erik lundegaard

NPR's Motiveless Crime

I was listening to an NPR report this morning about the pipebombs sent to former President Obama, former U.S. Sen. Hillary Clinton, and financier George Soros. Since then, we‘ve learned bombs have been sent to former Attorney General Eric Holder, U.S. Rep. Maxine Waters, and many others. The Manhattan offices of CNN were also evacuated due to a bomb scare. 

What do they all have in common? Well, it’s pretty obvous. They‘re all frequent targets of Pres. Trump and right-wing propaganda networks like Fox News. No mystery there.

Except for some reason, this morning, NPR wanted to preserve the mystery.

Four times during the 3-minute talk between host Steve Inskeep and reporter Ryan Lucas, they cautioned against ascribing any motive to the crimes:

  • LUCAS: But, you know, it’s unclear what the motive of the individual who left this this device may have been... 
  • LUCAS: Certainly a lot of questions as to the motivations behind whoever left it...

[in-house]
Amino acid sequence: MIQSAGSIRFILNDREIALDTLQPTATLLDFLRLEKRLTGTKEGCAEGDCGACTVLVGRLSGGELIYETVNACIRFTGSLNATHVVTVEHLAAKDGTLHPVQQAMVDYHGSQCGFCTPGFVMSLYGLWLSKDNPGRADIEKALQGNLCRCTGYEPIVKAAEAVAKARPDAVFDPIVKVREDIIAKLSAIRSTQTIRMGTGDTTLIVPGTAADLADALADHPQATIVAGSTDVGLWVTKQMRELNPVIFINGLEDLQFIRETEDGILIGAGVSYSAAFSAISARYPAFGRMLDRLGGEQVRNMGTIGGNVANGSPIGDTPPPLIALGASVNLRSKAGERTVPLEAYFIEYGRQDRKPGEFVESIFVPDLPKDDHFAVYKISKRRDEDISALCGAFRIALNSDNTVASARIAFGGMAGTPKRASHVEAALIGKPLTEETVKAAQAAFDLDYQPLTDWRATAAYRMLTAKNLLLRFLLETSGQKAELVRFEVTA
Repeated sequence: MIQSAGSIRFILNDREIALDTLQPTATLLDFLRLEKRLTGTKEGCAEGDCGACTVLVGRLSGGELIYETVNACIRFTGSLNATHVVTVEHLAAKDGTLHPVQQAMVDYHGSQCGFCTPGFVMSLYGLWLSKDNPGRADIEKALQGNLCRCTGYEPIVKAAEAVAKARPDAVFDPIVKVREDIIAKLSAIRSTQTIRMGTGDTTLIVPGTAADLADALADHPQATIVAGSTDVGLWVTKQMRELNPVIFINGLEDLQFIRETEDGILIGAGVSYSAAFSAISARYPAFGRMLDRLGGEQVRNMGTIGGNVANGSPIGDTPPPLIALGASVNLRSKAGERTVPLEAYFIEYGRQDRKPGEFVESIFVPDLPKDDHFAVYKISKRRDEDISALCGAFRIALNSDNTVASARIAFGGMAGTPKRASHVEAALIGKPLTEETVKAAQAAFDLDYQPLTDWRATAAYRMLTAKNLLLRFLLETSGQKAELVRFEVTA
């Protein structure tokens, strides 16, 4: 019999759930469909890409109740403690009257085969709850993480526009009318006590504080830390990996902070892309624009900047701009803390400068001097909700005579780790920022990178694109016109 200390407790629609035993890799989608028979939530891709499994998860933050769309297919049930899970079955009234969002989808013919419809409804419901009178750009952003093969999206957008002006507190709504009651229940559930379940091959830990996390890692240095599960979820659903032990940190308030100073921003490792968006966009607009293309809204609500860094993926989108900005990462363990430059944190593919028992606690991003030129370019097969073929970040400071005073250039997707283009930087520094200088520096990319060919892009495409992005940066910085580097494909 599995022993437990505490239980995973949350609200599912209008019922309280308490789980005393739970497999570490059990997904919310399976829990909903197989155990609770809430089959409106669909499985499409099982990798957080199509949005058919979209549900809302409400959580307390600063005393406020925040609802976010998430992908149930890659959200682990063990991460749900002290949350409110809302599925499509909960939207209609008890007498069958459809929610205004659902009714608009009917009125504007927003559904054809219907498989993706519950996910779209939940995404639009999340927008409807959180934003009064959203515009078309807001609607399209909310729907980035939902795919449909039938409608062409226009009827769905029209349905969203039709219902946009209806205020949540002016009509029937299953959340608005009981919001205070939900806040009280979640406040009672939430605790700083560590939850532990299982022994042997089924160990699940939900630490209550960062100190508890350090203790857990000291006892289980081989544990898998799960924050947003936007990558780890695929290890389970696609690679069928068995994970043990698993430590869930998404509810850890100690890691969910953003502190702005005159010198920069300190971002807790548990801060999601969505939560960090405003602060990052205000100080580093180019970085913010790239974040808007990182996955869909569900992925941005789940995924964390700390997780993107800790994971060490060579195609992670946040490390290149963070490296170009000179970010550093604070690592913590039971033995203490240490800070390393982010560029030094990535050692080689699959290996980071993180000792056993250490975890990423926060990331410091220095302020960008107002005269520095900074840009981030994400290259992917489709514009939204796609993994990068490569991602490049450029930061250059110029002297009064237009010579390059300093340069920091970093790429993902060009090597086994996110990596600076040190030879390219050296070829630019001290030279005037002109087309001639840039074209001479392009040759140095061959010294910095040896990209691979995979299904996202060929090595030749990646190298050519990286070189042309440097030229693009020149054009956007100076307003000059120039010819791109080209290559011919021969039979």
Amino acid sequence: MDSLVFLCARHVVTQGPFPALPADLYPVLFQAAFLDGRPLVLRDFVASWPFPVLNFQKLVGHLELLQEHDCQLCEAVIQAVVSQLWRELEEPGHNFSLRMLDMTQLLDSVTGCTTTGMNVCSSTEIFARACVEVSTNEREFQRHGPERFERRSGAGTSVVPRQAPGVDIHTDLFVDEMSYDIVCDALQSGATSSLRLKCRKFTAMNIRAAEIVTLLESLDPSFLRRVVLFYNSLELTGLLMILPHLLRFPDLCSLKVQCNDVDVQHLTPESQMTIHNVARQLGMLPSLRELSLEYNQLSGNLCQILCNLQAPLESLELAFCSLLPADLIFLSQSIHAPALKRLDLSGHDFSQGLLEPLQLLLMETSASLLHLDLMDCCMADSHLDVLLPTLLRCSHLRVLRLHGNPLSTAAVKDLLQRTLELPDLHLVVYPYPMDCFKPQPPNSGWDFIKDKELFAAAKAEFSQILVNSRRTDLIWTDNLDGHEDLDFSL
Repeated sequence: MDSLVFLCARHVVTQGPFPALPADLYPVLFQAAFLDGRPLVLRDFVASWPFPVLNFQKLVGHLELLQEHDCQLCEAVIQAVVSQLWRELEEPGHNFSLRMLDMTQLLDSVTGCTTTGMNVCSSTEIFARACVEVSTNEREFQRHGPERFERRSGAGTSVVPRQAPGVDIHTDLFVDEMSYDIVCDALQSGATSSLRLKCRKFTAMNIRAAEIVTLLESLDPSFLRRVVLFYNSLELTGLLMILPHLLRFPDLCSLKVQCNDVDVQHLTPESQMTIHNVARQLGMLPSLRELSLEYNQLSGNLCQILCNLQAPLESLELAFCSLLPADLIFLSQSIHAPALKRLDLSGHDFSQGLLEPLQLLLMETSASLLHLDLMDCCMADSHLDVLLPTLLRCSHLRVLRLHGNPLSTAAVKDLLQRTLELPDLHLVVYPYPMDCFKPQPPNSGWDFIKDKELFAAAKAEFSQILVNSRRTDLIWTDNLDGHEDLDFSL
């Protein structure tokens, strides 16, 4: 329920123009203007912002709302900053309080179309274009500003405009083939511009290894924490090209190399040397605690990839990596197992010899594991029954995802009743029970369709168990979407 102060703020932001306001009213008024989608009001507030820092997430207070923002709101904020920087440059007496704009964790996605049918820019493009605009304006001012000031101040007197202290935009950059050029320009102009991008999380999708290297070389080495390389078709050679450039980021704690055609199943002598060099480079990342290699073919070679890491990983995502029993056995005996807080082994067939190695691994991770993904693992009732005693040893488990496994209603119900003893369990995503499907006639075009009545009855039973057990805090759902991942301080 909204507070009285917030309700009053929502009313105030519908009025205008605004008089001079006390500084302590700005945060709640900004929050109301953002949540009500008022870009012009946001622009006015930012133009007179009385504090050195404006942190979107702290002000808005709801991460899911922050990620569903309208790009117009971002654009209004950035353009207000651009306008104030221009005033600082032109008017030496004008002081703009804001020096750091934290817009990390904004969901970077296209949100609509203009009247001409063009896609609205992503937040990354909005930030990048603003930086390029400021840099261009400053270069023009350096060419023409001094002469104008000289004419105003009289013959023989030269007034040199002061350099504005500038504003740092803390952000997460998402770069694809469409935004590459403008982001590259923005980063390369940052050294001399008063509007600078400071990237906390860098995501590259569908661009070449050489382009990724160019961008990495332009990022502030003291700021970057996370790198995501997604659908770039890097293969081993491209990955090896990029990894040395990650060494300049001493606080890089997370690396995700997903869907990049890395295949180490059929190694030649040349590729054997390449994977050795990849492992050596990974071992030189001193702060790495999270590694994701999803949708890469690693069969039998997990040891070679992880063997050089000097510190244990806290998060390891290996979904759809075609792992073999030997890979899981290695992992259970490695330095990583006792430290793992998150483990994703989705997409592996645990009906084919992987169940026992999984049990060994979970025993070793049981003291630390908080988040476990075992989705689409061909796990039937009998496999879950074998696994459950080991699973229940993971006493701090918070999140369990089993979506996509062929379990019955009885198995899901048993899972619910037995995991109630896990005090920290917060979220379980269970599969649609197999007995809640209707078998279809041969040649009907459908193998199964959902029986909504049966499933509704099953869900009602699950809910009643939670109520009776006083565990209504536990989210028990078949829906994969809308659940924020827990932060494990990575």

• LUCAS: And there are questions certainly as to whether there is a political motivation behind this...
  • INSKEEP: Yeah. We should emphasize—no one has named any suspect. No one has said anything about the motivations of that suspect or anything else...

I get not ascribing a motive to the actions. But constantly warning us against doing so? What's the motive to that? It felt overdone. It felt like they thought that without their consant drumbeat, we would all take to the streets in a lawless fashion.  

Here's what's worse: At the same time, Inskeep let us know that each of the recipients, Obama, Hillary and Soros, were “polarizing figures.” Just as he reminded us, on Jan. 19, 2017, how much, during his time in office, Obama had divided the country.

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Posted at 09:57 AM on Wed. Oct 24, 2018 in category Media  

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